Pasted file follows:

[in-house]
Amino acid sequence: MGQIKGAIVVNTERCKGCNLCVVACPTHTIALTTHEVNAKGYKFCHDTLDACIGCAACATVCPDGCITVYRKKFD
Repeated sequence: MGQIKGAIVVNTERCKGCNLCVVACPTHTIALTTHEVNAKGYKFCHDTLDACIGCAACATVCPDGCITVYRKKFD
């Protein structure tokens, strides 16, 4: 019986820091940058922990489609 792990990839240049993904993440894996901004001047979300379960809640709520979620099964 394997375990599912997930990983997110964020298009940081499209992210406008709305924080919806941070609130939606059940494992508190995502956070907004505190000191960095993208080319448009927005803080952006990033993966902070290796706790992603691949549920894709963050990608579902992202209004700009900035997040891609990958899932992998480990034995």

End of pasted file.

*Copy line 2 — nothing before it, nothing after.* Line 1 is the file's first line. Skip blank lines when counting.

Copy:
Amino acid sequence: MGQIKGAIVVNTERCKGCNLCVVACPTHTIALTTHEVNAKGYKFCHDTLDACIGCAACATVCPDGCITVYRKKFD